Now, if one spouse passed away, the surviving spouse would get the higher of the two social security benefits. In this example, if the husband were to pass first, his wife would receive his full $4,000 benefit.
For a couple who had been married for 10 years and got divorced, but did not remarry, the lower-earning spouse would still be eligible to receive 50% of their ex-spouse’s social security benefit, starting as early as age 62.
Younger spouse full retirement age strategy
There’s another claiming strategy you can employ if you’re younger than your spouse. Let’s say your spouse is 68 and you’re 67, and your spouse’s benefit is $4,000/month at age 70, and your benefit is $1,000/month at FRA. You can claim your FRA benefit of $1,000/month at 67, and when your spouse turns 70 and claims his benefit, your benefit will switch to 50% of your spouse’s benefit – in this example, $2,000/month. That would mean that you just got an extra $24,000 over the first 2 years ($1,000/month over 24 months) and increased your benefit to $2,000/month thereafter. Not too shabby.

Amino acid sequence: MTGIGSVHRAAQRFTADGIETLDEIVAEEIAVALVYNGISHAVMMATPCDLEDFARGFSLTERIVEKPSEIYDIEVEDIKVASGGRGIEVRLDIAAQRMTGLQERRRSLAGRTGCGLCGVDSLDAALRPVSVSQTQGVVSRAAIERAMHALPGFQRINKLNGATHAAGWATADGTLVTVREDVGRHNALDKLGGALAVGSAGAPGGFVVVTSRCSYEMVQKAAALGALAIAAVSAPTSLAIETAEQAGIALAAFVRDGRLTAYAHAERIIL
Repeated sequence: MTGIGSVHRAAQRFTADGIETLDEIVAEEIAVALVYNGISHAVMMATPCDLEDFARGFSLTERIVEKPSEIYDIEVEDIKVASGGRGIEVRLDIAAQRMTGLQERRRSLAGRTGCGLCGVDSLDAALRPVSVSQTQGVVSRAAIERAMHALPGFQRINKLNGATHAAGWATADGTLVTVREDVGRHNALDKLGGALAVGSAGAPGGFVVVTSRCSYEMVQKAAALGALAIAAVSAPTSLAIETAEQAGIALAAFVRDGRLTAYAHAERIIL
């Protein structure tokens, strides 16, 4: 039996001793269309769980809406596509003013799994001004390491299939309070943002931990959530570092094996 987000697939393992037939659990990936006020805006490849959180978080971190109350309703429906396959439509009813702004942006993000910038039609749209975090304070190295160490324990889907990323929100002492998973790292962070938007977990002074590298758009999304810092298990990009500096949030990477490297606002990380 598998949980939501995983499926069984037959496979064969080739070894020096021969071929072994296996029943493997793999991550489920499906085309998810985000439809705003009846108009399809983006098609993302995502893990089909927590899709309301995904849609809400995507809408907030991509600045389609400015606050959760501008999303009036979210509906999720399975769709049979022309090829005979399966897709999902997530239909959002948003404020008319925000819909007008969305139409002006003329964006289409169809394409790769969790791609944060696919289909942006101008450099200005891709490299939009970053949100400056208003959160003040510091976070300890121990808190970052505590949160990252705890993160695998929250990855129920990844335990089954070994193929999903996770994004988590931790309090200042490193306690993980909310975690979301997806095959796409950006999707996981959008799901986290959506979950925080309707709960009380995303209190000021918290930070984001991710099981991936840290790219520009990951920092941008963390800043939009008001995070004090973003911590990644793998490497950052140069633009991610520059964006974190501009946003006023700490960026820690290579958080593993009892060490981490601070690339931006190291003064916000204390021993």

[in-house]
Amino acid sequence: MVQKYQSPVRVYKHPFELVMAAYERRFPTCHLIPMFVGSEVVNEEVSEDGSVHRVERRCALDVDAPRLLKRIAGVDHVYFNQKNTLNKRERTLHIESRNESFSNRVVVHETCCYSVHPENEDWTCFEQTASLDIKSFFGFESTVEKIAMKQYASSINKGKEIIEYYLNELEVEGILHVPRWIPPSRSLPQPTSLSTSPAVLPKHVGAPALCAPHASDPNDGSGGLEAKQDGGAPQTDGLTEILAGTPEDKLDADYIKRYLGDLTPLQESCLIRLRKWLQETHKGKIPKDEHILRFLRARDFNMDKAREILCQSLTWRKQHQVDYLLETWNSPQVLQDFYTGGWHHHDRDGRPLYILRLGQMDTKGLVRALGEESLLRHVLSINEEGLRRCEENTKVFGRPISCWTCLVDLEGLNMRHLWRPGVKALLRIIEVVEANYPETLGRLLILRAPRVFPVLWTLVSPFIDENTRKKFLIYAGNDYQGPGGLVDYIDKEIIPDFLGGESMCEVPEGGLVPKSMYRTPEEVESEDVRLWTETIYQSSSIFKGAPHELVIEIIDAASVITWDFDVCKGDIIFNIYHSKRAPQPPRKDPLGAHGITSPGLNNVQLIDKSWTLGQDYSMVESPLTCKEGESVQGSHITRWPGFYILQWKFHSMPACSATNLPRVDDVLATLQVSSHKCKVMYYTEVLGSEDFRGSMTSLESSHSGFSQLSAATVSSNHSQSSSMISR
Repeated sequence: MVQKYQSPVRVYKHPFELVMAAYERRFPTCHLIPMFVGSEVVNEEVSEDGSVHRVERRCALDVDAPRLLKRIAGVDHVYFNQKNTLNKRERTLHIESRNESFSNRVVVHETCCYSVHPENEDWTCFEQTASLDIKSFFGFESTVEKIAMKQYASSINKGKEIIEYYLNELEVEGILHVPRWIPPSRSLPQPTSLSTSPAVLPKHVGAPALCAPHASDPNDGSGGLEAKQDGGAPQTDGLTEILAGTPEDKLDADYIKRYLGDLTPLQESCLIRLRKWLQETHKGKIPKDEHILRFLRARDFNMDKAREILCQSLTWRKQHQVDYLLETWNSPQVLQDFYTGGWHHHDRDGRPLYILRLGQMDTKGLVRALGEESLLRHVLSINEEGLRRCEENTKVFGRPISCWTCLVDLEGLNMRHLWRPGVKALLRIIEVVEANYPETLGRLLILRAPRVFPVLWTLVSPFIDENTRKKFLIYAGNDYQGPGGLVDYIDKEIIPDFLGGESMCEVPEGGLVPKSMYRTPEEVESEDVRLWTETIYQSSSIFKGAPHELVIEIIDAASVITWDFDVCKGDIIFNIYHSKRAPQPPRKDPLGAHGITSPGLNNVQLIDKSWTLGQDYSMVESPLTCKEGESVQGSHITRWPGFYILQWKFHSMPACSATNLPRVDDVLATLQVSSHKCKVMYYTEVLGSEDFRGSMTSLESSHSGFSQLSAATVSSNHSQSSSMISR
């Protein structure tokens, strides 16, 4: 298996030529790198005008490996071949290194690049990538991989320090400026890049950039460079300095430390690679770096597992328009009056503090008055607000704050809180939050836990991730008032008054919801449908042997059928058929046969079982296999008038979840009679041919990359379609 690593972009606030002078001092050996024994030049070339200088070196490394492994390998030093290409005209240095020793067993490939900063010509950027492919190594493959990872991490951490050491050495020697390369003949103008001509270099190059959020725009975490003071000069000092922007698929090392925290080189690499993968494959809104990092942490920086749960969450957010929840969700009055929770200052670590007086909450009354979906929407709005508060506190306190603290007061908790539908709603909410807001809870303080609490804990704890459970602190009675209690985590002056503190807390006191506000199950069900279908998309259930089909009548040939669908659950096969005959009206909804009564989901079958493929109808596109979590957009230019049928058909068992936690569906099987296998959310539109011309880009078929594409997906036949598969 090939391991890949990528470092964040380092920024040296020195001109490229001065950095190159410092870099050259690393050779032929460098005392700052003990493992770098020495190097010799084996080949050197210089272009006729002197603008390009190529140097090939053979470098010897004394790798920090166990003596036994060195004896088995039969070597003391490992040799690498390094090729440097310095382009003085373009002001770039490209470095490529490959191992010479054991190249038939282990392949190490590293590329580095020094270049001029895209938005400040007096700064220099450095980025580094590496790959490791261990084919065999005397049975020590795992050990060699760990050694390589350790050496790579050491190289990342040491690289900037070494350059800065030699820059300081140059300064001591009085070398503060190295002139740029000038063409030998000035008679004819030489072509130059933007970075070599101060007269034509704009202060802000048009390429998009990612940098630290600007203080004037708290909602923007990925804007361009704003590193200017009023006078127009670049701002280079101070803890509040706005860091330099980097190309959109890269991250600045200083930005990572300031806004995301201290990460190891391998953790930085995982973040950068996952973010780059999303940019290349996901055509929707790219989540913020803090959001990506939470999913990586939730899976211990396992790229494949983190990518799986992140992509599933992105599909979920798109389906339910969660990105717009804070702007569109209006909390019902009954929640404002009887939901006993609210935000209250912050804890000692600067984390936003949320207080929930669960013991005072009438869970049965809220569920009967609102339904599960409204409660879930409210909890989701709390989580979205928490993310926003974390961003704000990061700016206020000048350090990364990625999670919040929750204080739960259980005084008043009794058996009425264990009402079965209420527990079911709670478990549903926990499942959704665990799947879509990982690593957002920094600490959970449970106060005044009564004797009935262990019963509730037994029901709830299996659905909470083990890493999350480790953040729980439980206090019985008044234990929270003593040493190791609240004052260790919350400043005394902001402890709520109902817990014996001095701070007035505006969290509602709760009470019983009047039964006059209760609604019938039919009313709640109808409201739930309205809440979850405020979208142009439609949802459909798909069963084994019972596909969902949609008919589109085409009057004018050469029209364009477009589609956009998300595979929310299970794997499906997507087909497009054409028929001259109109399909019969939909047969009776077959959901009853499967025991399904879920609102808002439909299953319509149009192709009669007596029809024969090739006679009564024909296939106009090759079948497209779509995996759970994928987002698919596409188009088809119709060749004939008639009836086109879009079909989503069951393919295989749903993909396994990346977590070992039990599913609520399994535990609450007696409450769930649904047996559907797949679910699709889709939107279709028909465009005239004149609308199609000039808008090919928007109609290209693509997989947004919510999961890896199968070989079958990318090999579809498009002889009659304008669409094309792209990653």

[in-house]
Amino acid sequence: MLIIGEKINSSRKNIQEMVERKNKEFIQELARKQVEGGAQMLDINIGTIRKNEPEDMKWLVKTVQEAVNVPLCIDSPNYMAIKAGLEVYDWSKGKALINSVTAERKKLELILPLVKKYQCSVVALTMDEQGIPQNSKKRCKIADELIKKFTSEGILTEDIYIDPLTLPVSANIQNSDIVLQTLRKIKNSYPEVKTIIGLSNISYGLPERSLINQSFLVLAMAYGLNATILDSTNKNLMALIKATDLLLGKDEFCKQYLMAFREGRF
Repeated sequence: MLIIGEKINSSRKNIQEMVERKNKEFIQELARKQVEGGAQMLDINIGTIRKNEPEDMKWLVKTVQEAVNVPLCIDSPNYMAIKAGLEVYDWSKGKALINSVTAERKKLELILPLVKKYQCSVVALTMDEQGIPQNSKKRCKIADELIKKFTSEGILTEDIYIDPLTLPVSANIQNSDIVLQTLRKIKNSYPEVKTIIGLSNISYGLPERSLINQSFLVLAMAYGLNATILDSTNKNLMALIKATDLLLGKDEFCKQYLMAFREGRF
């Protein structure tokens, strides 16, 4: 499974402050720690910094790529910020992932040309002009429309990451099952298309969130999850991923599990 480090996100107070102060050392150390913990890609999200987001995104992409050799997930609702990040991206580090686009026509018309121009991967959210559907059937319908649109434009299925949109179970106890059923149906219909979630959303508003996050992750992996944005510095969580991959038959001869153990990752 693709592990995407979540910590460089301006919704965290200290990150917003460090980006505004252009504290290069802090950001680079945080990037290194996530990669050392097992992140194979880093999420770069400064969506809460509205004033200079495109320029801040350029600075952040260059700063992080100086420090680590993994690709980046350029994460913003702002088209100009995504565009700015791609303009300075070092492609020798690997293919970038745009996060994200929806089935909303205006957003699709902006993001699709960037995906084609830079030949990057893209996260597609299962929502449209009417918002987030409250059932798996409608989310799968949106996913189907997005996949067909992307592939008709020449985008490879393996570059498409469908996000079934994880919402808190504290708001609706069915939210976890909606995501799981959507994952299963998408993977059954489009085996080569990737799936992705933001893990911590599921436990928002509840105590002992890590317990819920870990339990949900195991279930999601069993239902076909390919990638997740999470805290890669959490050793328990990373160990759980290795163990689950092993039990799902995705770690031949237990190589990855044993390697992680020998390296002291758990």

Will social security run out?
So, how did the social security problem of 1983 get resolved? The Social Security Administration simply increased the full retirement age from 65 to 67, which made the program solvent for the next 50 years. As of today, the Social Security Trust Fund is set to run out of money in 2034. If it does, it’s projected that there still be enough money coming into the system to keep it funded at 78%. But if we’ve learned anything from history, it wouldn’t be surprising if the SSA got together a few months before the Trust ran out of money and either changed the FRA again, or raised the income cap to keep it funded for another 50 years. Given what we know, I’m not worried, and you shouldn’t be either.
As you can see, there are a plethora of considerations to factor in when settling on your social security claiming strategy. And there are plenty of others I didn’t have time to get into here. But social security is a massive benefit, and plays a big role in replacing income in retirement, so it’s a good idea to consult with a fiduciary financial advisor before you claim your benefit to ensure it’s optimized for your financial plan.
If you’d like to discuss your social security claiming strategy with one of our fiduciary financial advisers, schedule a free consultation using the button below.